The mystery of the Resurrection and of Pentecost is proclaimed and lived by the Church, which has inherited and which carries on the witness of the Apostles about the Resurrection of Jesus Christ. She is the perennial witness to this victory over death which revealed the power of the Holy Spirit and determined his new coming, his new presence in people and in the world. For in Christ’s Resurrection the Holy Spirit-Paraclete revealed himself especially as he who gives life: “He who raised Christ from the dead will give life to your mortal bodies also through his Spirit which dwells in you”. In the name of the Resurrection of Christ the Church proclaims life, which manifested itself beyond the limits of death, the life which is stronger than death. At the same time, she proclaims him who gives this life: the Spirit, the Giver of Life; she proclaims him and cooperates with him in giving life. For “although your bodies are dead because of sin, your spirits are alive because of righteousness”, the righteousness accomplished by the Crucified and Risen Christ. And in the name of Christ’s Resurrection the Church serves the life that comes from God himself, in close union with and humble service to the Spirit.

Musical Selection (Orthodox Kontakian for the Departed)

Give rest, O Christ, to thy servant with thy saints:
where sorrow and pain are no more;
neither sighing but life everlasting.
Thou only art immortal, the creator and maker of man:
and we are mortal formed from the dust of the earth,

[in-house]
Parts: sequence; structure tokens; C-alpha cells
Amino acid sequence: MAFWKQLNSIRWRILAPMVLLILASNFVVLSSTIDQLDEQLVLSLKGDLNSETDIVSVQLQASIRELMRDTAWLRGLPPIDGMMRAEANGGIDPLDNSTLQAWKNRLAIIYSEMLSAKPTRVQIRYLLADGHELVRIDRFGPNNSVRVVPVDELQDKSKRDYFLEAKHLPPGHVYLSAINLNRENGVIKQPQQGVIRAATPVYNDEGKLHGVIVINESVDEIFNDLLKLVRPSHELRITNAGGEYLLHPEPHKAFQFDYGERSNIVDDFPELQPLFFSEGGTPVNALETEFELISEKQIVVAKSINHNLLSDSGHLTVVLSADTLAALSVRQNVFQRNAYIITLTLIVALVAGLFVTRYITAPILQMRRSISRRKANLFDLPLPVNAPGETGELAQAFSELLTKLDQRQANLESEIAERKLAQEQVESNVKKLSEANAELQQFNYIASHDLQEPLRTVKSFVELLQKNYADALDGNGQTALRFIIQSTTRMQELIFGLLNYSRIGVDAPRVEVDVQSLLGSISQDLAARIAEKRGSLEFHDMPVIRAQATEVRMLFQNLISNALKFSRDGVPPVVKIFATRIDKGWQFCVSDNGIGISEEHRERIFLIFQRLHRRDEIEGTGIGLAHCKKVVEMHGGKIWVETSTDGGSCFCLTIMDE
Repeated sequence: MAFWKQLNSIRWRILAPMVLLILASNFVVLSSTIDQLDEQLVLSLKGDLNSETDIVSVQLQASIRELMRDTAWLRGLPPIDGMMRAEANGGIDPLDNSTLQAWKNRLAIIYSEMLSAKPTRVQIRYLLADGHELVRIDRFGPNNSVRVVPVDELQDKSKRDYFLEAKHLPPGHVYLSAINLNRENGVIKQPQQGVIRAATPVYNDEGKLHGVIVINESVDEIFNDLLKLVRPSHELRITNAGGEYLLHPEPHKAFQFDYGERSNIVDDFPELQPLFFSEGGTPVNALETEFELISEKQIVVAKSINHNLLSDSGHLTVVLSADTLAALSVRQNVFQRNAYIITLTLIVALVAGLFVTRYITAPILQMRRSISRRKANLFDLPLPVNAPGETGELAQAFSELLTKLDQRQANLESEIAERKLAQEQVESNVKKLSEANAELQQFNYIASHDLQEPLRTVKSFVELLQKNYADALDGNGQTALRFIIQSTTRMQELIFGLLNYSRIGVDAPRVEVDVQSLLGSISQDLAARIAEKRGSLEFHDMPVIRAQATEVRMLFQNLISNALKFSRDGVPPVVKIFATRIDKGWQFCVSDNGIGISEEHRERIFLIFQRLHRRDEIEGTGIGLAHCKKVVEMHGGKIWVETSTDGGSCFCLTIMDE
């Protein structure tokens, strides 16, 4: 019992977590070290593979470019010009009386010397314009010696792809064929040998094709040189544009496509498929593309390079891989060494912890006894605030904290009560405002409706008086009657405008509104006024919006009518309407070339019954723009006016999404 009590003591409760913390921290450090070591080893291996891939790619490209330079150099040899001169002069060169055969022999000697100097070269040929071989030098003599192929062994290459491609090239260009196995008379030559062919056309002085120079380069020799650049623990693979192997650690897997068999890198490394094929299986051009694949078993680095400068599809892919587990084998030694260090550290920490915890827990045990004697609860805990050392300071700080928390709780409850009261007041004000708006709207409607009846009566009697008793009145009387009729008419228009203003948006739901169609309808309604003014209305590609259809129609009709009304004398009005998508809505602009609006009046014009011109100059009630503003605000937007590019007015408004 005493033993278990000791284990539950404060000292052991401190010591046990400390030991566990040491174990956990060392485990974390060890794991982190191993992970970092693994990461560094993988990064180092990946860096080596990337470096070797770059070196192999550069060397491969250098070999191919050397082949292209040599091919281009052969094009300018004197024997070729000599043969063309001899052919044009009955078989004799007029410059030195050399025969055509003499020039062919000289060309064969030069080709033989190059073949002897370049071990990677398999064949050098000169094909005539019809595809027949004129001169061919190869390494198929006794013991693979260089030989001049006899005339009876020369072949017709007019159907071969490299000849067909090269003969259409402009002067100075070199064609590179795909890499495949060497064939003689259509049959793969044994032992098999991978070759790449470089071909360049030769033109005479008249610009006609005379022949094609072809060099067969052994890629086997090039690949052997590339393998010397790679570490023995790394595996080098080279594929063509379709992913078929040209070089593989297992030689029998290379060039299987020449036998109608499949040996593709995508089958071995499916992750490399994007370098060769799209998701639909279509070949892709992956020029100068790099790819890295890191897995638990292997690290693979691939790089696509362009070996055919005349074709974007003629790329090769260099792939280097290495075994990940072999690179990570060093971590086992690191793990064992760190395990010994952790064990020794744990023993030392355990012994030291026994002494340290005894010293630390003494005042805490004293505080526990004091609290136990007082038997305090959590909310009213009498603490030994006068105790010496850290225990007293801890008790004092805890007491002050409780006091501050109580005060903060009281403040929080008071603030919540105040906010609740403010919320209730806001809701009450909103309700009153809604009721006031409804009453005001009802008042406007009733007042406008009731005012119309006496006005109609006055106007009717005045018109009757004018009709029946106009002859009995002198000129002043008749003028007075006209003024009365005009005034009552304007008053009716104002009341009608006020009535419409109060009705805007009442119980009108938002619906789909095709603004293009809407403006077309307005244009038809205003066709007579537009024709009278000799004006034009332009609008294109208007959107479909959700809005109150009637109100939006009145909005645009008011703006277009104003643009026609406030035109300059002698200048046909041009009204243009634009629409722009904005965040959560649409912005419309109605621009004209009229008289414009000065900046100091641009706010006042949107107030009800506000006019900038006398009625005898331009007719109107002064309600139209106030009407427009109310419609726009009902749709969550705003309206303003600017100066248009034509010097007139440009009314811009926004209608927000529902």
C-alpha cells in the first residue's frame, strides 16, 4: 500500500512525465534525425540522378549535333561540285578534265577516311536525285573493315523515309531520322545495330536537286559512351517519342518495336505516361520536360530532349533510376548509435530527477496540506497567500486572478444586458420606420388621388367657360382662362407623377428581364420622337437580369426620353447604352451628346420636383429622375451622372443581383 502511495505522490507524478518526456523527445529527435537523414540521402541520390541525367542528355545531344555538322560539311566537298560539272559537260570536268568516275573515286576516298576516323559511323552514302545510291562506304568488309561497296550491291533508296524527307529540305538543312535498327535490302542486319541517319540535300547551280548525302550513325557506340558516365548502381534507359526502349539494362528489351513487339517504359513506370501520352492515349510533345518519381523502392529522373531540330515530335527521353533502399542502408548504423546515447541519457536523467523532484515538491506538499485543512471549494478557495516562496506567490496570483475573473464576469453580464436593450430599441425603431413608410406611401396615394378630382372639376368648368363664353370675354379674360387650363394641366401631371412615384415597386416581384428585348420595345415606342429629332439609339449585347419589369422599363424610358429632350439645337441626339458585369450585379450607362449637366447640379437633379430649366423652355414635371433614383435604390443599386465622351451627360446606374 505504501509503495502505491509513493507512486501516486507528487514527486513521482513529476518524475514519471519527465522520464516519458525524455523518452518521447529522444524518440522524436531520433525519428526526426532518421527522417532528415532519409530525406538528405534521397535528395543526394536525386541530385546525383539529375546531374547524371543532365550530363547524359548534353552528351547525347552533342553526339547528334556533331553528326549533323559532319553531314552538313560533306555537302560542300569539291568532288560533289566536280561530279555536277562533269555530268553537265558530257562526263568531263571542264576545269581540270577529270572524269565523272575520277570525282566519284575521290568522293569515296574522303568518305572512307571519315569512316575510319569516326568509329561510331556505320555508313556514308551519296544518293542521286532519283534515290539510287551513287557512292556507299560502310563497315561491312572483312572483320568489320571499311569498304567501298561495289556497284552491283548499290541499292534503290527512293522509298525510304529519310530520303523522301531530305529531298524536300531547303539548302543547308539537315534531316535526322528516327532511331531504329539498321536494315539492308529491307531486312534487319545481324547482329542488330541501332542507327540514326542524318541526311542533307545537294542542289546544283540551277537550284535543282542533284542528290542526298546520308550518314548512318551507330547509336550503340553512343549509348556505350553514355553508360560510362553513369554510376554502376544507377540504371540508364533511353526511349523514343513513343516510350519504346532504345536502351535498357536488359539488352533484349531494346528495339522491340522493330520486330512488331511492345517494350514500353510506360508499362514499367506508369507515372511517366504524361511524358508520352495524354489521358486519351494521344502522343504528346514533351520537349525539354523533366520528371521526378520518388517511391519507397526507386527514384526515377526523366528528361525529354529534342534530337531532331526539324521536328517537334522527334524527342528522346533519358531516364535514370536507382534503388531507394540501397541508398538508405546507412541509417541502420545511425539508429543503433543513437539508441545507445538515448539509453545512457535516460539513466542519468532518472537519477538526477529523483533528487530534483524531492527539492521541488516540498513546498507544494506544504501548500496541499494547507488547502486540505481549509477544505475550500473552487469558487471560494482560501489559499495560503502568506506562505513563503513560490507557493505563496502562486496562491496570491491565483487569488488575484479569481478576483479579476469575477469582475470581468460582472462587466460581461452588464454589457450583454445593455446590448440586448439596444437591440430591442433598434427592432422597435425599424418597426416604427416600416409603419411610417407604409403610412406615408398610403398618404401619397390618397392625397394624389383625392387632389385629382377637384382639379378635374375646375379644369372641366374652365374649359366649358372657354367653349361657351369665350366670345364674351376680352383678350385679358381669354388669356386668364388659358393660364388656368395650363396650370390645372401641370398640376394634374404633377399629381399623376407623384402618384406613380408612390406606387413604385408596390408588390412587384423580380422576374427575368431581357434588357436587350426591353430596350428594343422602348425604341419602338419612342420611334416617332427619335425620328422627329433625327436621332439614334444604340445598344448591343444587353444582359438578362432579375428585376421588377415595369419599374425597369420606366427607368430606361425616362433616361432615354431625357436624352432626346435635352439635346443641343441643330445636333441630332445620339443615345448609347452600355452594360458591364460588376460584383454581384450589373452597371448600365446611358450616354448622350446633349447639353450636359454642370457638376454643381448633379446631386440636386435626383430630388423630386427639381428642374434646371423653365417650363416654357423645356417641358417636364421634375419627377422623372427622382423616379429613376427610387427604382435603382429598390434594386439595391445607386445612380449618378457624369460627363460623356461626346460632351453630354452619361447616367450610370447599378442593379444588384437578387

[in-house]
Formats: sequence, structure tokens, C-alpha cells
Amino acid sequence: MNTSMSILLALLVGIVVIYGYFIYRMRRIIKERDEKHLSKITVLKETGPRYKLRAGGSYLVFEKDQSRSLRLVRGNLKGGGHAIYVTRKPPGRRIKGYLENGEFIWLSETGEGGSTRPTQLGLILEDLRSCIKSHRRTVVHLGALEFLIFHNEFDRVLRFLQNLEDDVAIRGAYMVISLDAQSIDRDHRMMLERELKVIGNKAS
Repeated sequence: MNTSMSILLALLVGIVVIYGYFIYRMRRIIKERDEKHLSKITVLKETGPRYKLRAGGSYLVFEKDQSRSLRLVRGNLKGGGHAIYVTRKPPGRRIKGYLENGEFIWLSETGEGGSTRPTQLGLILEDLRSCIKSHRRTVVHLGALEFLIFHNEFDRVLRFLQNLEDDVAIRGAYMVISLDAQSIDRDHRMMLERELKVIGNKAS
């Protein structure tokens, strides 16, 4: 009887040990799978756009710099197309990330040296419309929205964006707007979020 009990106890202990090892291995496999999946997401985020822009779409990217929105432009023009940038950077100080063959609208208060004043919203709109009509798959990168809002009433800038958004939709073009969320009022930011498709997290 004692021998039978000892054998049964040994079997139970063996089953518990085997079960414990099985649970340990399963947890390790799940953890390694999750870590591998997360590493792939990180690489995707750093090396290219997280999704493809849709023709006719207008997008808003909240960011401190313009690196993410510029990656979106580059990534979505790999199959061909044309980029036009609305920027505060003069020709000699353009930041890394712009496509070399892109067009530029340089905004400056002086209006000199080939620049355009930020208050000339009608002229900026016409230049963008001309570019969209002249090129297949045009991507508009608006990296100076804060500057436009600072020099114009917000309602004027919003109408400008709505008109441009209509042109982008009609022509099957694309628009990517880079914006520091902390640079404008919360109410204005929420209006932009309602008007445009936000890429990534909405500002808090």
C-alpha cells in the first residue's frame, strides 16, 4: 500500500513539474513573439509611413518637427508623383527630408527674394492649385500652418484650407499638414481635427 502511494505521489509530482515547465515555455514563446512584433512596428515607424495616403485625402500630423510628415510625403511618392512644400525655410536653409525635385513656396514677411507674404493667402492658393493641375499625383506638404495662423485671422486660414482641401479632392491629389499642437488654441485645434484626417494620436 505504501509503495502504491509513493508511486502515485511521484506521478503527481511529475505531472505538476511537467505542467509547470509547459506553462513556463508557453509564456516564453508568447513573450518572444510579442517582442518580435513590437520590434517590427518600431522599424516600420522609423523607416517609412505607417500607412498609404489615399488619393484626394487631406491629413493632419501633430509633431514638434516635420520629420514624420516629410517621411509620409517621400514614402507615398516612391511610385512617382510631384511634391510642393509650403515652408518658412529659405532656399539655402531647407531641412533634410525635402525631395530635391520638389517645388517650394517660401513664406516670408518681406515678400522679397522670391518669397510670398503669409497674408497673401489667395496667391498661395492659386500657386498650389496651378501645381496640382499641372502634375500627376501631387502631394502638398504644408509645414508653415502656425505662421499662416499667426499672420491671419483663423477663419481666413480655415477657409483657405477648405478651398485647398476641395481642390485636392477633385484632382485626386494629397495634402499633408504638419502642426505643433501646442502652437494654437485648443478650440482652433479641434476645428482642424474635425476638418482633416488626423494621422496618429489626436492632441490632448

and unto earth shall we return:
for so thou didst ordain,
when thou created me saying:
Dust thou art und unto dust shalt thou return.
All we go down to the dust;
and weeping o’er the grave we make our song:
Alleluia, alleluia, alleluia.
Almighty and merciful God,
whose Son willingly suffered death for our sake,
grant in your goodness that your servants
may share the glory and triumph of his resurrection.
We ask this through our Lord Jesus Christ, your Son,
who lives and reigns with you in the unity of the Holy Spirit,
God for ever and ever.  Amen.

Day 16

A reading from the Letter of Saint Paul to the Romans (6:3-9)

Are you unaware that we who were baptized into Christ Jesus
     were baptized into his death?
We were indeed buried with him through baptism into death,
     so that, just as Christ was raised from the dead
     by the glory of the Father,
     we too might live in newness of life.

For if we have grown into union with him through a death like his,
     we shall also be united with him in the resurrection.
We know that our old self was crucified with him,
     so that our sinful body might be done away with,
     that we might no longer be in slavery to sin.
For a dead person has been absolved from sin.
If, then, we have died with Christ,
     we believe that we shall also live with him.
We know that Christ, raised from the dead, dies no more;
     death no longer has power over him.

From his Commentary on the Gospel of John by St. Augustine of Hippo

To learn that the love of which we speak belongs to the Holy Spirit, listen to St. Paul, when he says, The love of God has been poured into our hearts through the Holy Spirit who has been given to us. Why, then, was it the will of the Lord, that he gave the Spirit only after his Resurrection, seeing what great benefits are given to us when the Spirit is poured into our hearts? What is the meaning of this? It was so that in our earnest desire for our own resurrection we should be detached from the world in order to hasten towards God. Let us not set our hearts on anything here, where we are born, and where we die. Rather, by love let us pass from hence, and through that love we have for God, dwell in heaven through love. In our pilgrimage through this life let our hearts be set only on this, that we are not to stay in this world for ever, but by living a good life, there shall be prepared for us a dwelling place from which we will never depart. Our Lord Jesus Christ, since he is risen again, dies no more. As St. Paul says, Death no longer has any dominion over him. This is where we must set our love.